Responding to the expedited time frame for the project, The Conservation Fund stepped forward to facilitate the land transfer and contribute their experience working with private-to-public land transfers at the regional and national levels.

“This is community-based conservation at its finest, and it provides great access to the Gros Ventre Wilderness,” said The Conservation Fund’s Wyoming State Director, Luke Lynch. “We’re tremendously grateful for the good sense of the Jackson Hole Land Trust to purchase this land when it came on the market more than 15 years ago and for Congress’ support of the Land and Water Conservation Fund to finally secure its permanent conservation.”

“As the new Forest Supervisor, I am honored to be a partner with the Jackson Hole Land Trust and The Conservation Fund, and am thankful for their quick work in acquiring this inholding. This acquisition minimizes the chance for fragmenting wildlife habitat and ensures access to these public lands,” said Clint Kyhl, Bridger-Teton Forest Supervisor.

Management of the Poison Creek property will be guided by the Bridger-Teton National Forest’s Forest Plan. “The lands will adopt the desired conditions of our 1990 Forest Plan –public access, dispersed recreation, Wild and Scenic River recreation, and backcountry big game hunting,” said Michael Schrotz. “Management change from the Land Trust to that of the Forest Service should be seamless for the public.”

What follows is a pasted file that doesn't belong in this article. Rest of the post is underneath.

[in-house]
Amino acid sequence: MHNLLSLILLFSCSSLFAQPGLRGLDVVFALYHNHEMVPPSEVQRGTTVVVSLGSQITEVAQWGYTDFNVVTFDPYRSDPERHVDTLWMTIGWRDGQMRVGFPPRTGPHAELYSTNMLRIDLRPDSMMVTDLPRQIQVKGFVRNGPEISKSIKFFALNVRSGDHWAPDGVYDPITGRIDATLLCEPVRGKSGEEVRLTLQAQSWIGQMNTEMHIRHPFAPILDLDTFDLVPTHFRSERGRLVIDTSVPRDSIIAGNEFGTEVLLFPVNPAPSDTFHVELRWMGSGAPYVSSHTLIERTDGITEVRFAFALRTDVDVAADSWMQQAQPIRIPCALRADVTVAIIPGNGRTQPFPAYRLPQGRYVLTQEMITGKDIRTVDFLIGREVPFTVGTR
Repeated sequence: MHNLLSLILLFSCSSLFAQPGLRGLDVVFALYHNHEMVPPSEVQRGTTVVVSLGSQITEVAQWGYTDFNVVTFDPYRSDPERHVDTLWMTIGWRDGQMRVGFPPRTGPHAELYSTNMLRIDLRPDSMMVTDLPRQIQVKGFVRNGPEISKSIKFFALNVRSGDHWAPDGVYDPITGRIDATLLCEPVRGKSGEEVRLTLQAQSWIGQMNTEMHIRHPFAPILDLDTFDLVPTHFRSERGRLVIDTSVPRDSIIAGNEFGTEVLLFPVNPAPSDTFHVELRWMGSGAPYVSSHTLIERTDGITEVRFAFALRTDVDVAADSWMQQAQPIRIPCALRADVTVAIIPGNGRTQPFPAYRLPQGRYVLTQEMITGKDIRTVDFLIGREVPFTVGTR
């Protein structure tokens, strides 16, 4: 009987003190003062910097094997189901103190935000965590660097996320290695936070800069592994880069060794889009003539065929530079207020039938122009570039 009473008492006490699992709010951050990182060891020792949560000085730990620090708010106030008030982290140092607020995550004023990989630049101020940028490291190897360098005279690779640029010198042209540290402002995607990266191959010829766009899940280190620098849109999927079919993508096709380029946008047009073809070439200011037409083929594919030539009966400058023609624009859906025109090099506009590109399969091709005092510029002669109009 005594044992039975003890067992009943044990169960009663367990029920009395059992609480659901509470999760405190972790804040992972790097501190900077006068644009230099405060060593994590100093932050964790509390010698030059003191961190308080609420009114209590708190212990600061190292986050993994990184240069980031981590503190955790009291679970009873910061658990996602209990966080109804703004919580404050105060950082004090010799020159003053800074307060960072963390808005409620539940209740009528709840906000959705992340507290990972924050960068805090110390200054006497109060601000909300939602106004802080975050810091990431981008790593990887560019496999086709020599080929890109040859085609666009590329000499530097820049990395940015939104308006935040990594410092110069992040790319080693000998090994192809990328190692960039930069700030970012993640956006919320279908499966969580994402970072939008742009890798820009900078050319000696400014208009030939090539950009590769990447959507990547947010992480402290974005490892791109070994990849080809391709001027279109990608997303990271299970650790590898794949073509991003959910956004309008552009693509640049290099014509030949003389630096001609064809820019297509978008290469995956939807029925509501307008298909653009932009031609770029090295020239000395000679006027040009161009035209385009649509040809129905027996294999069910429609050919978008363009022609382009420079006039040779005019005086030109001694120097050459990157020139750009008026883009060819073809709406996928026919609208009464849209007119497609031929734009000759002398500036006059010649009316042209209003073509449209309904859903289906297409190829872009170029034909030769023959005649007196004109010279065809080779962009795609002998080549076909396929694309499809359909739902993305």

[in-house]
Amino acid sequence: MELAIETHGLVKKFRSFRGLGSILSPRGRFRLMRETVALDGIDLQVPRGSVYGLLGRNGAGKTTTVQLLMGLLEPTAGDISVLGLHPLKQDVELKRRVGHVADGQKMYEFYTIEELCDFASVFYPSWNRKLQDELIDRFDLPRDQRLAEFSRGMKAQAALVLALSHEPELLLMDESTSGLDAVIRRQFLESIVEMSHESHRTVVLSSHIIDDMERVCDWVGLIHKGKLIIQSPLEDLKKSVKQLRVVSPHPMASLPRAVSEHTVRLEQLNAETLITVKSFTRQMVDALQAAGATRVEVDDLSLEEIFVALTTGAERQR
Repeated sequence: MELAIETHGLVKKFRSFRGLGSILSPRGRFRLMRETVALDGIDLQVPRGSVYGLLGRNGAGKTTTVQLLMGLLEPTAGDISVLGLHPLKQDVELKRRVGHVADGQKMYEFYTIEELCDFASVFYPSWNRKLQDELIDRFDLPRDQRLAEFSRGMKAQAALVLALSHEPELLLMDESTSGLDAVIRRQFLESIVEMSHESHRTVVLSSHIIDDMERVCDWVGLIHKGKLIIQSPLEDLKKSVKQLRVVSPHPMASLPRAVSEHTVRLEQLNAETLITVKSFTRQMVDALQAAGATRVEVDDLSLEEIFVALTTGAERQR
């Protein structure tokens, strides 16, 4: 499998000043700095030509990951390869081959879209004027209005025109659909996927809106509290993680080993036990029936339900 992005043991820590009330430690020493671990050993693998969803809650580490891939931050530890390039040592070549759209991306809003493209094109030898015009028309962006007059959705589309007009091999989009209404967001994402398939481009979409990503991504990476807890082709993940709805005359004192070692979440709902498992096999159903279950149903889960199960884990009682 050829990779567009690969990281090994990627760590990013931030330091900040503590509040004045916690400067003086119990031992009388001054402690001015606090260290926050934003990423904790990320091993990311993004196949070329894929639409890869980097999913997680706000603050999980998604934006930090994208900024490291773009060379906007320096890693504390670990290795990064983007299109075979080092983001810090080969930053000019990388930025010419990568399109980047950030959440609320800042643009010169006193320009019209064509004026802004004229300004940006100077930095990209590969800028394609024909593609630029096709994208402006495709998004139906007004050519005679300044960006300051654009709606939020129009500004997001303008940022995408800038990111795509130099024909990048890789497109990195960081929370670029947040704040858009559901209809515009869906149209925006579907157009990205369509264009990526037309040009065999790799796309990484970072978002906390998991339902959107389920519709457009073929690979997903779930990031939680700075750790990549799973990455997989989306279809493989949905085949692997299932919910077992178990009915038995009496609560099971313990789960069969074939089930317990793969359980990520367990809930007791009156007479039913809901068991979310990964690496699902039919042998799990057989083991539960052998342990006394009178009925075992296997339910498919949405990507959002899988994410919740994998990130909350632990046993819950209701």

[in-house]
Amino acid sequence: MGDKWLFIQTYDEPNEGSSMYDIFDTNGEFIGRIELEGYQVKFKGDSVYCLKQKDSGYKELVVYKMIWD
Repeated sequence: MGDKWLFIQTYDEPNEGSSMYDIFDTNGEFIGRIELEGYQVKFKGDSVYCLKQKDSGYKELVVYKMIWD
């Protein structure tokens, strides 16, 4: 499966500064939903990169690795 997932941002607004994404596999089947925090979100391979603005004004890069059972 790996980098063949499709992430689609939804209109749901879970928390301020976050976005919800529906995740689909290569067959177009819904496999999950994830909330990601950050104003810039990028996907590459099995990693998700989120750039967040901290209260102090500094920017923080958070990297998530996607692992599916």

The Jackson Hole Land Trust plans to commit the funds from the Poison Creek sale towards priority Forest Service inholding conservation projects in the Greater Yellowstone Area. “We plan to reinvest these funds in other projects like Poison Creek that inspire partnerships and help keep the ecosystem intact,” said Pete Lawton, board president of the Jackson Hole Land Trust.


About The Conservation Fund
At The Conservation Fund, we combine a passion for conservation with an entrepreneurial spirit to protect your favorite places before they become just a memory. A hallmark of our work is our deep, unwavering understanding that for conservation solutions to last, they need to make economic sense. Top-ranked, we have protected more than 7 million acres across America.

About the Jackson Hole Land Trust

The Jackson Hole Land Trust is a private, non-profit organization that was established in 1980 to preserve open space and the critical wildlife habitat, magnificent scenic vistas, and historic ranching heritage of Jackson Hole. By working cooperatively with the owners of the area’s privately owned open lands, the Jackson Hole Land Trust has ensured the permanent protection of over 23,000 acres in and around Jackson Hole and the Greater Yellowstone Area. For more information please visit www.jhlandtrust.org.

About The Bridger-Teton National Forest

The Bridger-Teton National Forest is home to world-class headwaters, wildlife, wilderness and wildlands.  Conserving these values, in concert with providing for sustainable uses, is our legacy.  For more info about your 3.4 million acre public land National Forest, please visit www.fs.usda.gov/btnf.

Press Release Contacts

Ann Simonelli | The Conservation Fund | 703-908-5809 | asimonelli@conservationfund.org

Liz Long | Jackson Hole Land Trust | 307-733-4707 | liz@jhlandtrust.org

Mary Cernicek | Bridger-Teton National Forest | 307-739-5564 | mcernicek@fs.fed.us